Seasonal affective disorder
Seasonal affective disorder (SAD), also called winter depression, winter blues, summer depression and seasonal depression, is a mood disorder that happens in people who have normal mental health throughout most of the year. They show depressive symptoms at the same time each year, usually in the winter.
Cause and SymptomsEdit
Some people think that SAD is related to not having enough serotonin because they don't get enough sunlight, which could cause serotonin polymorphisms. Serotonin polymorphisms could be the cause in SAD, although it has been disputed (people think it's not correct).
- Feeling sad, grumpy anxious or moody (getting angry or sad without warning)
- Losing interest in your usual activities
- Gaining weight
- Sleep and appetite problems
- Less social interaction
- Difficulty concentrating and making choices
- Feelings of hopelessness and worthlessness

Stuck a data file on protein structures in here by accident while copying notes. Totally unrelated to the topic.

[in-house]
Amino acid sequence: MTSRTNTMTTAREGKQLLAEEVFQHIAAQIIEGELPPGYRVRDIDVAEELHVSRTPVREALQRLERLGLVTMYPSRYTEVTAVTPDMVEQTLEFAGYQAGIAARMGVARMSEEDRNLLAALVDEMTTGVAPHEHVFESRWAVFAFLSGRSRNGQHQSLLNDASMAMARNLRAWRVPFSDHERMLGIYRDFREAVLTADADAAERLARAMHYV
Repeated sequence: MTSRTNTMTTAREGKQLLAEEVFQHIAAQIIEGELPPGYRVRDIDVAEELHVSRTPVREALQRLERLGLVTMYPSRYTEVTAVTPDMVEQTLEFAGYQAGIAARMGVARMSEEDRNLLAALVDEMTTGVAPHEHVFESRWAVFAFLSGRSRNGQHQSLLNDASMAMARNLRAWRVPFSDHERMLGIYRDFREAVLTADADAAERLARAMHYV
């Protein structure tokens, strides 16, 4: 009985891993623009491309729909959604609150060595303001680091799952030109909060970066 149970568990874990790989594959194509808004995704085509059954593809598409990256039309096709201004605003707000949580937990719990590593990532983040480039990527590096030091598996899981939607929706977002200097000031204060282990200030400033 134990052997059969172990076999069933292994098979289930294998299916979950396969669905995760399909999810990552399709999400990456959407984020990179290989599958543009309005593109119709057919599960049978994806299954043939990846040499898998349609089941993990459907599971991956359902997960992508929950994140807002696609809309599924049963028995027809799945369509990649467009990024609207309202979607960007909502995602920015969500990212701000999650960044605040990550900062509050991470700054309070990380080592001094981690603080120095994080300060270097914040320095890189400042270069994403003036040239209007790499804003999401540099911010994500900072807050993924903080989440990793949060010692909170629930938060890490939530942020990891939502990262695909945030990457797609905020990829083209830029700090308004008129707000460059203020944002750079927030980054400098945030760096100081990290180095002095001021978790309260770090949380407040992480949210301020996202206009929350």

Treatments include light therapy, medication, ionized-air administration, cognitive-behavioral therapy, and taking the hormone melatonin at the right time. Doctors often cure SAD with bright light therapy, although normal light therapy is the most common treatment for SAD. Part of light therapy can include being in sunlight, either directly from being outside, or by using a computer controlled heliostat (a device that includes a mirror, usually a plain mirror, usually turns to keep reflecting sunlight on a specific object) to reflect into the windows of a home or office. Physical exercise is also a good form of therapy for SAD, especially when combined with other forms of treatments.
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